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“What’s your strangest holiday tradition?”

December 21, 2010

By Wallrich


Lila: Our kids get presents from “Santa” as well as from Brad and me. The Santa ones are wrapped in hideously gaudy paper I’d never buy, with tags signed left-handed so the handwriting can’t be identified. The kids are 19 and 16.

Susan: On Christmas Eve, we always eat what my brother-in-law graciously calls “roots and grease” made from a Portuguese relative of the taro root that my grandparents (and now I) grow in the backyard. After boiling and peeling the roots, we pour hot linguiça grease over them. I’m afraid this tradition will die with my generation, if it doesn’t kill us first.

Eihab: “On his way back to the North Pole, Santa refills the stockings of children who go to bed early on New Year’s Eve.” Works like a charm!

Charlotte: There are no surprises when it comes to our holiday gifts. We only buy what was specifically requested, shopping with the recipient by our side if needed. Then we all act surprised on Christmas day when we open them up. We find this process very effective, leading to virtually no wasted, returned or unwanted gifts.

Cara: We have two family members who are notorious for giving bad gifts. Fortunately they aren’t around when we open their gifts, so over the years it’s become a competition, all of us hoping to get “the worst present of the year.” Two years ago my sister, mom and I tied with matching 3-foot rainbow-zippered contraptions that convert into a purse. My dad won last year with a talking meat thermometer.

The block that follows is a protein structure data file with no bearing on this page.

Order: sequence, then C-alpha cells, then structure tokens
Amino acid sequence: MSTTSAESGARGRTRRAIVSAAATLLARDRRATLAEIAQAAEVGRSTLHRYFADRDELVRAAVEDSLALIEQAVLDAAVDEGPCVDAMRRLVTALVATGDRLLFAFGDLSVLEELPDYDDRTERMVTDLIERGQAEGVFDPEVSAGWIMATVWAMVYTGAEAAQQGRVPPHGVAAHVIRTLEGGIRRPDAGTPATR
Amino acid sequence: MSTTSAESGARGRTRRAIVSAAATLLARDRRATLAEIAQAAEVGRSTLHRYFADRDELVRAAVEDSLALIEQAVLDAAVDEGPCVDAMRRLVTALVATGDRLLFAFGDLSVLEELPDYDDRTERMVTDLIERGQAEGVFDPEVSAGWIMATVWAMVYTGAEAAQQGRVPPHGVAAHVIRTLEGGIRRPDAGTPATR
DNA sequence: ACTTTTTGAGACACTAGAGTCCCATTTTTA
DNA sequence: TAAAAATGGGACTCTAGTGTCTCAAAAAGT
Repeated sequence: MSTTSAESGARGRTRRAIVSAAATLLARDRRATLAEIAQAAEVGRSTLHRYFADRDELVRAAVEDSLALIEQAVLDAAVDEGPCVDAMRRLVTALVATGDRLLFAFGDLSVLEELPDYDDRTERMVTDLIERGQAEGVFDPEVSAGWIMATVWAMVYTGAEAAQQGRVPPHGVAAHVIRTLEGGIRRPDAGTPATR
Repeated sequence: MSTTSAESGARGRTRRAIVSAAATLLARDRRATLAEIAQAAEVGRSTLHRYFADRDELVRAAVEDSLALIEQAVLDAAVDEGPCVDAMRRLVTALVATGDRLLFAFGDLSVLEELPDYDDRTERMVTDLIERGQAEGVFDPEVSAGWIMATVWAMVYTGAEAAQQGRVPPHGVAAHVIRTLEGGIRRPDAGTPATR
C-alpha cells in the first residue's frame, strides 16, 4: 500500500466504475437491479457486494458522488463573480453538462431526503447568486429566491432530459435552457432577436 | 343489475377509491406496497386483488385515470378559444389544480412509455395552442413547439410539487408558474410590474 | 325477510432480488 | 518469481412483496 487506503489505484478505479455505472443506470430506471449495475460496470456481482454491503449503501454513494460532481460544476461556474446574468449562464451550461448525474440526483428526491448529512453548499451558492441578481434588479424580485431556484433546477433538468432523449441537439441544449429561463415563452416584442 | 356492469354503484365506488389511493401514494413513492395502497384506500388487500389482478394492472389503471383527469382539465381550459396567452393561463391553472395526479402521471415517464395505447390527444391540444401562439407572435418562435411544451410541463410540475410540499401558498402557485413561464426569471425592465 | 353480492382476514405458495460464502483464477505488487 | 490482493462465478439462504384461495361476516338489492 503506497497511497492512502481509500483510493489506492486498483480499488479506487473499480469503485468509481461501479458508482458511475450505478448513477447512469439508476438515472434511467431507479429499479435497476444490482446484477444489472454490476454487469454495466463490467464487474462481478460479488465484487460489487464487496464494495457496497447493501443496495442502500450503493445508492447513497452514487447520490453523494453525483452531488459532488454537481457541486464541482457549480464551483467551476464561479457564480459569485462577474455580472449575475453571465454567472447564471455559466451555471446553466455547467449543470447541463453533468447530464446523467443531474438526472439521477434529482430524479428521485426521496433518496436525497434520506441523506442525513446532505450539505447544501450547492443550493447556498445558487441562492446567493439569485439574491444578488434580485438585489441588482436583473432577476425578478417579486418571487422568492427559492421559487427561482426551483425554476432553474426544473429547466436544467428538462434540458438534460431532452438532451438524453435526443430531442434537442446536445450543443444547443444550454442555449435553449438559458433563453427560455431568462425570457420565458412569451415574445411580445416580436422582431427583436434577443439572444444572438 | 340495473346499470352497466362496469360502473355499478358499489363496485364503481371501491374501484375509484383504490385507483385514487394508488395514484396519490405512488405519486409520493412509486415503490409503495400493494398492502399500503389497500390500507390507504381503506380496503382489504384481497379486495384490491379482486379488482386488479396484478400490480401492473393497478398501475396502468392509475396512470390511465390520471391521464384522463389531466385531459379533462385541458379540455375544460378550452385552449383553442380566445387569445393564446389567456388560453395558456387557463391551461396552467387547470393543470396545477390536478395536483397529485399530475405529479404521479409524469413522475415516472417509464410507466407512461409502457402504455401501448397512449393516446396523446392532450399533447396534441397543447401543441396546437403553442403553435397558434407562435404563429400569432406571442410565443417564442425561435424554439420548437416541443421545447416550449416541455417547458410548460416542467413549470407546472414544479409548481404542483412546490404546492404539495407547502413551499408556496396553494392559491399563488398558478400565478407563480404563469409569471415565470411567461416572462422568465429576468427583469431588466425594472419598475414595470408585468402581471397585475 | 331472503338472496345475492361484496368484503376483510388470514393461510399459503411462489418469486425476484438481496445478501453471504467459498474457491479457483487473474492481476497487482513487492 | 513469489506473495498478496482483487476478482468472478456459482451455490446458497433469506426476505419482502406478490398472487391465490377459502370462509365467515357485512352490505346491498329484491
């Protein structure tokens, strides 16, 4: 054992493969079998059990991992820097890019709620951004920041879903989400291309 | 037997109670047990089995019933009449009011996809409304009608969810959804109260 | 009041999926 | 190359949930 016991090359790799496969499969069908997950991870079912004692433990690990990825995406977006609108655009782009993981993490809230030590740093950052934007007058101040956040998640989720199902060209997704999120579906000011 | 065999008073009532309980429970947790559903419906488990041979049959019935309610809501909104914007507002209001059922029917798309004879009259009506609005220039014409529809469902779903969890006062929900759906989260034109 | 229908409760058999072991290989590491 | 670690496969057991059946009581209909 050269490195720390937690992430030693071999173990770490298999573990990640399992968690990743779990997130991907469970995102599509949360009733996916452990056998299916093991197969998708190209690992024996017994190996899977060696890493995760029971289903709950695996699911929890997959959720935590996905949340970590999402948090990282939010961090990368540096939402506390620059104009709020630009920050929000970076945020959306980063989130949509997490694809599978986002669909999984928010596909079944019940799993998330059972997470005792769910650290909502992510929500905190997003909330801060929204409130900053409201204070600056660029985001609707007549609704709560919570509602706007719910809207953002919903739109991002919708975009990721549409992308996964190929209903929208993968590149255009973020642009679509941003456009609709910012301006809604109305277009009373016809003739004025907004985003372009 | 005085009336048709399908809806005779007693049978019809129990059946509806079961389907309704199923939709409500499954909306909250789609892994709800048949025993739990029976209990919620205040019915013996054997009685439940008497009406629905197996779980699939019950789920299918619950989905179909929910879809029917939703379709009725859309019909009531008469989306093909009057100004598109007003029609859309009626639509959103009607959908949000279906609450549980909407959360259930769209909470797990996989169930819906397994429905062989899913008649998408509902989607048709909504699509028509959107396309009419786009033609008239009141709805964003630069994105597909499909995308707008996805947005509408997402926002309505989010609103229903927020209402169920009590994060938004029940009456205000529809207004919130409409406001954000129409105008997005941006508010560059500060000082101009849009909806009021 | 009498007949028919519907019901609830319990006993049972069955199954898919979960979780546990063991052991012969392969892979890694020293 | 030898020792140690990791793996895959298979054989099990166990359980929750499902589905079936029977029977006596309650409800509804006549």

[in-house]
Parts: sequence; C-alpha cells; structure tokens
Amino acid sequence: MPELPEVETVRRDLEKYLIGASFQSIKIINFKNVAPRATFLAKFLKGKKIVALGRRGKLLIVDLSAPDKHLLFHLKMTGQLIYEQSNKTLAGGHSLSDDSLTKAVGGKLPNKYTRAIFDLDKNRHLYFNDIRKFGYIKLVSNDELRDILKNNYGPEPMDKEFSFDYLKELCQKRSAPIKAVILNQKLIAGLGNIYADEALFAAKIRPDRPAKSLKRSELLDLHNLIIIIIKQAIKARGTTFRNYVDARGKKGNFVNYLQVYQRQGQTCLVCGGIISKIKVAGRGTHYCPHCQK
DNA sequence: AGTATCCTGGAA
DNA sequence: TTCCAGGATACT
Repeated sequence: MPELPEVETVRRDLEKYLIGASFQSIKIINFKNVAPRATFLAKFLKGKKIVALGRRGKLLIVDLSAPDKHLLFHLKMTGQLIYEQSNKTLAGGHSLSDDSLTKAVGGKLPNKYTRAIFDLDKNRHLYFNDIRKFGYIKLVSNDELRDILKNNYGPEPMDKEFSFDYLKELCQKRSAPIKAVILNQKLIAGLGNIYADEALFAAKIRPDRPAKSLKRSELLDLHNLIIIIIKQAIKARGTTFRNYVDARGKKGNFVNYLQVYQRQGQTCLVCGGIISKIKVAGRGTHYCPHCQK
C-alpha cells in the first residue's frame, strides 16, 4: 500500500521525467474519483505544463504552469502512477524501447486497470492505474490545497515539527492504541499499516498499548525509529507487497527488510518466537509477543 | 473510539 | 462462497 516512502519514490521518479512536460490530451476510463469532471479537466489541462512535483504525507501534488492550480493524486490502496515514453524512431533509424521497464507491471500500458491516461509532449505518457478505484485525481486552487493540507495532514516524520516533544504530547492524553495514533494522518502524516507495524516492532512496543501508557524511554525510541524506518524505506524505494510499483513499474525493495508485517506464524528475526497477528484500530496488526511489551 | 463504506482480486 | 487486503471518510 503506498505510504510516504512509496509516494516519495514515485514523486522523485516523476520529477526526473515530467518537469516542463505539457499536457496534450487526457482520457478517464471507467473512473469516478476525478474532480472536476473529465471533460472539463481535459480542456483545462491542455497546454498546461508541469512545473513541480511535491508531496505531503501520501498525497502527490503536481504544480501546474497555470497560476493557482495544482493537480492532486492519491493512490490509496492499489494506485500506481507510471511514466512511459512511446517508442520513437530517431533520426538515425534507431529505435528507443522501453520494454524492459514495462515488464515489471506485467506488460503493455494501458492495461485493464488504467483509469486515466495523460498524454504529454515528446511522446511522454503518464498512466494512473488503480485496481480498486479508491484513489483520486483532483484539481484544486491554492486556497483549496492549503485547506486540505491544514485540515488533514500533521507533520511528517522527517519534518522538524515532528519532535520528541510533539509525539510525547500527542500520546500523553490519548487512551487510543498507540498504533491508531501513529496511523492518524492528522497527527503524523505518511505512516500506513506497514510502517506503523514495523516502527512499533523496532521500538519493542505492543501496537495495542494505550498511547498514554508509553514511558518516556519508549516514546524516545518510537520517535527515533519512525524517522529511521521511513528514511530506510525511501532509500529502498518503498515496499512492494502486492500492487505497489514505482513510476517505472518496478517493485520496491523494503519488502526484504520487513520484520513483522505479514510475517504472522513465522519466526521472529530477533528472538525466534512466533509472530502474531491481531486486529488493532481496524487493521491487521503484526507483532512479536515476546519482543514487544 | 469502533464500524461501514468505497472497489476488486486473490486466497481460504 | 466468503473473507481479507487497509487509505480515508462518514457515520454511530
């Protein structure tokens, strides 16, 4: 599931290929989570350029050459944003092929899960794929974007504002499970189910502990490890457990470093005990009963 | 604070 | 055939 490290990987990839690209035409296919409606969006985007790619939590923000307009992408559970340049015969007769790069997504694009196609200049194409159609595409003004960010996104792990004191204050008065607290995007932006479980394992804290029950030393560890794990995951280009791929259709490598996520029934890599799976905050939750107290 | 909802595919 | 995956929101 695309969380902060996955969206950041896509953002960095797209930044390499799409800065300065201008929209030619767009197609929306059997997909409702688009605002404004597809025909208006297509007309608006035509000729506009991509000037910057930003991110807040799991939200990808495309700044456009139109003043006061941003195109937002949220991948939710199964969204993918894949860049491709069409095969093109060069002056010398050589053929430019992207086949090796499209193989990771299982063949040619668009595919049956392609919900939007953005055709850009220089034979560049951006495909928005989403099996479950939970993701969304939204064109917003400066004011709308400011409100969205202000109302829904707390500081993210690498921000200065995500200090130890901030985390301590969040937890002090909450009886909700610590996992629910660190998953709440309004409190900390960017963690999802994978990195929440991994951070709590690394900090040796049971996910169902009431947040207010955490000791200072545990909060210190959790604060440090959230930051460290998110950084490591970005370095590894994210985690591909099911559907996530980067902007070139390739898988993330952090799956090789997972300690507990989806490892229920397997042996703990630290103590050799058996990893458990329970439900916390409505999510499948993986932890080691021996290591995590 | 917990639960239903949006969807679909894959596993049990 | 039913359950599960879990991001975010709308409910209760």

Nancy: I wrap each gift in dish towels. It has to be acquired at the lowest unit cost, usually $1.50 each unless I go to the dollar store. When I first started this, the family thought it was novel. Then they got picky and wanted the dish towels to go with their kitchen decor, rather than looking Christmasy. Now, after ten years of this, they groan when they receive a dish towel. Why, don’t they have dishes to dry? Two years ago I found a big pile of unused dish towels in my mother’s St. Vincent de Paul donation bag, so now everyone returns their dish towel to me after opening their gift and I keep it for next year.

Tanya: My grandparents are Basque, so every year we serve a couple of Spanish Basque dishes along with the traditional Christmas menu. We make Bakailao, which is a salted cod in tomato sauce, and Arroz con Chirlas, which is clams and rice. Although my Grandpa and Mom are no longer with us, my Grandma loves that my sisters and I are carrying on this tradition.